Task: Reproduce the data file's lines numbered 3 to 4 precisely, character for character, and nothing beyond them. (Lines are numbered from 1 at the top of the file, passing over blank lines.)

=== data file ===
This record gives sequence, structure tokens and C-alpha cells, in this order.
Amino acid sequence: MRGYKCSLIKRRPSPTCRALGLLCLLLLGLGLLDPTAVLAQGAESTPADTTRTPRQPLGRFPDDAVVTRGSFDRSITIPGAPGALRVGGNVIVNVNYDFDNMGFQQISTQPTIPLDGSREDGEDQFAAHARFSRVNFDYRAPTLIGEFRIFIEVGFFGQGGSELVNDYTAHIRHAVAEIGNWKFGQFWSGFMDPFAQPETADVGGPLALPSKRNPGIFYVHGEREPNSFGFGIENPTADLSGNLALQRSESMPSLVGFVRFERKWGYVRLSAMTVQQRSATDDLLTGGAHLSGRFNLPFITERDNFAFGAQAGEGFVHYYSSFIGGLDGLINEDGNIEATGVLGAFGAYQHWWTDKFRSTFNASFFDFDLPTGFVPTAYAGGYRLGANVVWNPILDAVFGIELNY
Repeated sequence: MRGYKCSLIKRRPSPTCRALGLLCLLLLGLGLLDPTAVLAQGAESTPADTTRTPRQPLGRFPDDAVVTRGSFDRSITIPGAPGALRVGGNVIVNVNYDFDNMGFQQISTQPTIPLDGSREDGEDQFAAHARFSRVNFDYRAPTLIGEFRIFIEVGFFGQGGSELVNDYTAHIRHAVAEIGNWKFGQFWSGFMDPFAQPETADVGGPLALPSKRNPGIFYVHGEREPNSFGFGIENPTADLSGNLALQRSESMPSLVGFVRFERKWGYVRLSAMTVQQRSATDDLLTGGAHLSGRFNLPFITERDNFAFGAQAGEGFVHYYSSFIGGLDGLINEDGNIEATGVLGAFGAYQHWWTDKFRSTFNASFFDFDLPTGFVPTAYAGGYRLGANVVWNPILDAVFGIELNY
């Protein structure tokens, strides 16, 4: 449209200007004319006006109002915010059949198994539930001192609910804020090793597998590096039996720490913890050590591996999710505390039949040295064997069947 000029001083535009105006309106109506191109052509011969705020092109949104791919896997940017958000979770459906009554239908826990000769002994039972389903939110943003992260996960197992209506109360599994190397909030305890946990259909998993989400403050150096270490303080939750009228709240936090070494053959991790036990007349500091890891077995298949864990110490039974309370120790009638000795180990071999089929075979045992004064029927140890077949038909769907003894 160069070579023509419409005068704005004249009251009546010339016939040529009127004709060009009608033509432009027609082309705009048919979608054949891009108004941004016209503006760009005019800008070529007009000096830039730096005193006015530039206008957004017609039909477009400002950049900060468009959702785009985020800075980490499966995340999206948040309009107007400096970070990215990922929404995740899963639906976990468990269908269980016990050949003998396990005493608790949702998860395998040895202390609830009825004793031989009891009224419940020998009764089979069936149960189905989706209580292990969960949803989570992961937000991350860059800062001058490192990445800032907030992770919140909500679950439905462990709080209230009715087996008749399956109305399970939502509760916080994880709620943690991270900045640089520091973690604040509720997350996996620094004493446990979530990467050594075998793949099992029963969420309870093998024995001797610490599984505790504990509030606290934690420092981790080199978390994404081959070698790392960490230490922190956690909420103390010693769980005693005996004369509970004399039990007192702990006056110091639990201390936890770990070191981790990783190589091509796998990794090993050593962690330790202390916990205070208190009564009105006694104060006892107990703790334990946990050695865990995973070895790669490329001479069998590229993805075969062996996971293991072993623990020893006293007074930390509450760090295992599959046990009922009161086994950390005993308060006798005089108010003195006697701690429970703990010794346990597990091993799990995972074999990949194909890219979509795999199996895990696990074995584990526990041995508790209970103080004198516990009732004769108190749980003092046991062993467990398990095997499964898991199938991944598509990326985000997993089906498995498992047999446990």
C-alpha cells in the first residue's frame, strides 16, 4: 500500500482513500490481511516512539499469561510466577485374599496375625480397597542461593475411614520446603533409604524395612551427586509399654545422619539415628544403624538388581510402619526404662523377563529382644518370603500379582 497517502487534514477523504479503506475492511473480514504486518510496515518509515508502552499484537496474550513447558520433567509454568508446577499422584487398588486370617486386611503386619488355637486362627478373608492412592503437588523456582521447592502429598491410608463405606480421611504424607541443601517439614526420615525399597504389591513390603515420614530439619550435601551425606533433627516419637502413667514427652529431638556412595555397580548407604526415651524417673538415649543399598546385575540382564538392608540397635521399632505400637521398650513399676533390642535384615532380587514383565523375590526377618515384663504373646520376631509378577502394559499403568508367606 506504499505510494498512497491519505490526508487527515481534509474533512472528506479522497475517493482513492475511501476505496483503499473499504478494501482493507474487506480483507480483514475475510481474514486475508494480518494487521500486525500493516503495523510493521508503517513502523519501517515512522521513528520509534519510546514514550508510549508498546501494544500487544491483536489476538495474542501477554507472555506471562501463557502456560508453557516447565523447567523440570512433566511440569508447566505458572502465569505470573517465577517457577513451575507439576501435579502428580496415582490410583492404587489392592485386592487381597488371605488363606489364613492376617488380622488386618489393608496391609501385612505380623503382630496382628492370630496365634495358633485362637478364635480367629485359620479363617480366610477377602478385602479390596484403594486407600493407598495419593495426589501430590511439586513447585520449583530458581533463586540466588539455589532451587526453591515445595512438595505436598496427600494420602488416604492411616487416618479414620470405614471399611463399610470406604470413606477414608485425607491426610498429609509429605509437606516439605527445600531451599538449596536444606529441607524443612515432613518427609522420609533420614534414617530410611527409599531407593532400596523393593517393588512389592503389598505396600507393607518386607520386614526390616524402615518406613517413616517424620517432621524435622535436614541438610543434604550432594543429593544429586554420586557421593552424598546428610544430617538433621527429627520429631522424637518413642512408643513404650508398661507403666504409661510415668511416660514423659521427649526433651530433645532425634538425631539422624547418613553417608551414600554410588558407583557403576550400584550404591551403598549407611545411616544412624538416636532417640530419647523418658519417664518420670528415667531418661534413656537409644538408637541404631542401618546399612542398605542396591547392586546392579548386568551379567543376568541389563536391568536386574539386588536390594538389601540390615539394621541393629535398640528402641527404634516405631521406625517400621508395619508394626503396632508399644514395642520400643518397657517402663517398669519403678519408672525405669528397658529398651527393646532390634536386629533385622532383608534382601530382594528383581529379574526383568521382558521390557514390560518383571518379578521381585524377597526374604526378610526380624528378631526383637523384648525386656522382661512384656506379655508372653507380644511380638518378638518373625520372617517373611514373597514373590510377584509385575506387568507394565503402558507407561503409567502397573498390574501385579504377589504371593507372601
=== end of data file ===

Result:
Repeated sequence: MRGYKCSLIKRRPSPTCRALGLLCLLLLGLGLLDPTAVLAQGAESTPADTTRTPRQPLGRFPDDAVVTRGSFDRSITIPGAPGALRVGGNVIVNVNYDFDNMGFQQISTQPTIPLDGSREDGEDQFAAHARFSRVNFDYRAPTLIGEFRIFIEVGFFGQGGSELVNDYTAHIRHAVAEIGNWKFGQFWSGFMDPFAQPETADVGGPLALPSKRNPGIFYVHGEREPNSFGFGIENPTADLSGNLALQRSESMPSLVGFVRFERKWGYVRLSAMTVQQRSATDDLLTGGAHLSGRFNLPFITERDNFAFGAQAGEGFVHYYSSFIGGLDGLINEDGNIEATGVLGAFGAYQHWWTDKFRSTFNASFFDFDLPTGFVPTAYAGGYRLGANVVWNPILDAVFGIELNY
């Protein structure tokens, strides 16, 4: 449209200007004319006006109002915010059949198994539930001192609910804020090793597998590096039996720490913890050590591996999710505390039949040295064997069947 000029001083535009105006309106109506191109052509011969705020092109949104791919896997940017958000979770459906009554239908826990000769002994039972389903939110943003992260996960197992209506109360599994190397909030305890946990259909998993989400403050150096270490303080939750009228709240936090070494053959991790036990007349500091890891077995298949864990110490039974309370120790009638000795180990071999089929075979045992004064029927140890077949038909769907003894 160069070579023509419409005068704005004249009251009546010339016939040529009127004709060009009608033509432009027609082309705009048919979608054949891009108004941004016209503006760009005019800008070529007009000096830039730096005193006015530039206008957004017609039909477009400002950049900060468009959702785009985020800075980490499966995340999206948040309009107007400096970070990215990922929404995740899963639906976990468990269908269980016990050949003998396990005493608790949702998860395998040895202390609830009825004793031989009891009224419940020998009764089979069936149960189905989706209580292990969960949803989570992961937000991350860059800062001058490192990445800032907030992770919140909500679950439905462990709080209230009715087996008749399956109305399970939502509760916080994880709620943690991270900045640089520091973690604040509720997350996996620094004493446990979530990467050594075998793949099992029963969420309870093998024995001797610490599984505790504990509030606290934690420092981790080199978390994404081959070698790392960490230490922190956690909420103390010693769980005693005996004369509970004399039990007192702990006056110091639990201390936890770990070191981790990783190589091509796998990794090993050593962690330790202390916990205070208190009564009105006694104060006892107990703790334990946990050695865990995973070895790669490329001479069998590229993805075969062996996971293991072993623990020893006293007074930390509450760090295992599959046990009922009161086994950390005993308060006798005089108010003195006697701690429970703990010794346990597990091993799990995972074999990949194909890219979509795999199996895990696990074995584990526990041995508790209970103080004198516990009732004769108190749980003092046991062993467990398990095997499964898991199938991944598509990326985000997993089906498995498992047999446990």